The Enceladus Explorer, EnEx, project, initiated and funded by the German Aerospace Center, DLR, has made an important first step in which scientists from six German universities have come together to form a team. The goal of the EnEx project was the development of key technologies for retrieving an uncontaminated water sample on Enceladus, the investigation of mission scenarios, and as realistic a test as possible of the developed technologies on Earth. This field test was conducted in collaboration with American scientists, whose project, MIDGE, Minimally Invasive Direct Glacial Exploration, was simultaneously funded by the American National Science Foundation, NSF. The goal of the joint MIDGE/EnEx project was to extract the first uncontaminated subglacial, that is from under the ice, water sample from Blood Falls, Antarctica.
A crucial key component for such a mission is an ice-melting probe that can be directed and navigated freely through the ice and is able to „see“ through the ice and know its exact position. The necessary navigation technology has been developed in the past three years by experts at at FH Aachen, RWTH Aachen, TU Braunschweig, the University of Bremen, Bundeswehr University Munich, and the University of Wuppertal, and a melting probe, the EnEx-IceMole, was developed at the Department of Aerospace Engineering at FH Aachen and integrated.
The team has now successfully extracted an uncontaminated water sample for the first time from a depth of 16 meters of ice at Blood Falls. The American scientists are currently analyzing the sample, suspected to have been isolated from the outside world for over one million years with the microorganisms inside, which have adapted to the extreme conditions.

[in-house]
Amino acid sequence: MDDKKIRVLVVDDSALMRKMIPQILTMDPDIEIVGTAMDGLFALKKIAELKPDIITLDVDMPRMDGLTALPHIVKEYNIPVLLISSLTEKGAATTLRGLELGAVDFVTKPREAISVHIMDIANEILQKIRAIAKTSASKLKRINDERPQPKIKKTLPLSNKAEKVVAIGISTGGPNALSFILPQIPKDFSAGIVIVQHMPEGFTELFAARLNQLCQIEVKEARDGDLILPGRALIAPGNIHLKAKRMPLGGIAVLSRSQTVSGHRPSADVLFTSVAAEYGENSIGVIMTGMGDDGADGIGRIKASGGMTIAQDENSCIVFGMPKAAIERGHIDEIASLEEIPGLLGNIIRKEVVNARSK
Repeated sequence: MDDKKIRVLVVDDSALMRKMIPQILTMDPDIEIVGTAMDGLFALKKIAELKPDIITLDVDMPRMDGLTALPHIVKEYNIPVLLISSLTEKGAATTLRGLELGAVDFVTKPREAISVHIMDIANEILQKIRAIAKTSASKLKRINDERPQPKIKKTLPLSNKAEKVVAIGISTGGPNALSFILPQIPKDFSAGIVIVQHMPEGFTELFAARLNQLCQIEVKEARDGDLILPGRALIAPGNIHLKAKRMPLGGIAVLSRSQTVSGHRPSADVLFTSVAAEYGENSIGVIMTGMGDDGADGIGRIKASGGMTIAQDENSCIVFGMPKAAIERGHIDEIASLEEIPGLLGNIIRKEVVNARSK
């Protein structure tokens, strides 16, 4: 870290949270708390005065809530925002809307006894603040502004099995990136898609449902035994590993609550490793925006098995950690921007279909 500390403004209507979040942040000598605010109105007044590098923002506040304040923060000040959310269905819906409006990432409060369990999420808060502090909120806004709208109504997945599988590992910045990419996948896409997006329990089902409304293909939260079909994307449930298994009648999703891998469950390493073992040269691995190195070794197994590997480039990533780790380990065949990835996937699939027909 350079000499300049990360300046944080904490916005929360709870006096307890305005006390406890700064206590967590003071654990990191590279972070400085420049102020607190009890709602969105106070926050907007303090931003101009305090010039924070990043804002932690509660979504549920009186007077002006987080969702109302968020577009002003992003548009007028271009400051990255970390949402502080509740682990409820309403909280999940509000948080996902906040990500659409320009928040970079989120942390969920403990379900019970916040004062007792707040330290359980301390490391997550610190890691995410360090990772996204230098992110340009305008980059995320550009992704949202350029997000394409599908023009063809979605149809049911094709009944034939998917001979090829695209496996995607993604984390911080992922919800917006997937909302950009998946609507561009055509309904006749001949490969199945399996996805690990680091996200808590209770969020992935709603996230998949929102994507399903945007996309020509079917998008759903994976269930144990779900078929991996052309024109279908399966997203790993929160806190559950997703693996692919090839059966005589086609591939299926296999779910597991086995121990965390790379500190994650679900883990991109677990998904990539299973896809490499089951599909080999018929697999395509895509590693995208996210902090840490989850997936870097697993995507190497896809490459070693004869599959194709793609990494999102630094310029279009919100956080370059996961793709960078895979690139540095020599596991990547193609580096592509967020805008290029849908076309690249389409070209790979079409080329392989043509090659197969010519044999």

A particular challenge was classifying the field test area as international specially protected area, ASPA or Antarctic Specially Protected Area. This involved very strict restrictions and required the probe to be sterilized step-by-step multiple times. This is also absolutely necessary when it is used in space in order not to contaminate the ice moon with terrestrial microorganisms.
The EnEx partners have demonstrated that developed technologies fundamentally work and can be potentially used on Enceladus.
RWTH Develops Ultrasound Systems for Navigating the Drill Probe
Under the direction of Univ.-Prof. Dr.rer.nat Christopher Wiebusch, RWTH scientists at the Institute of Physics III developed and built the ultrasound systems for navigating the drill probe in ice. With the help of elapsed time measurements of sound signals sent from the surface of the ice, the position of the probe can be determined within a few centimeters. The structures additionally enable imaging of the area ahead in the head of the probe, similar to ultrasound equipment in medical technology.
Project coordinator Christopher Wiebusch: „The successful sample extraction is a crowning moment of three years of hard work, where we had to find our way in completely new interdisciplinary surroundings outside of our actual field of research, elementary particles. His colleagues Dipl.Phys. Dirk Heinen is enthusiastic about the experiences from the field test: „Research in the extreme surroundings of Antarctica is a challenge and was a unique personal challenge for me.“
The RWTH physicists are already planning the continuation of the successful project. The focus is on the necessary autonomy of the navigation methods in the extreme glacial surroundings. The physicists are collaborating with the RWTH cluster of institutes IMA/ZLW & IfU under the direction of Univ.-Prof. Dr.rer.nat. Sabina Jeschke: „The plans for the new RANGE project have come quite far. With a new approach we have accomplished robust navigation for examining unknown glaciers and extraterrestrial ice structures.“ A junior research group is also being established in the RWTH Aachen AICES graduate school, which is focusing on the modeling and simulation of contact melting processes with regards to control and regulation optimation. Dr. Julia Kowalski is head of this junior research group.
The Enceladus Explorer Projekt at RWTH Aachen is financed by the Space Administration with funds from the Federal Ministry of Economy and Technology.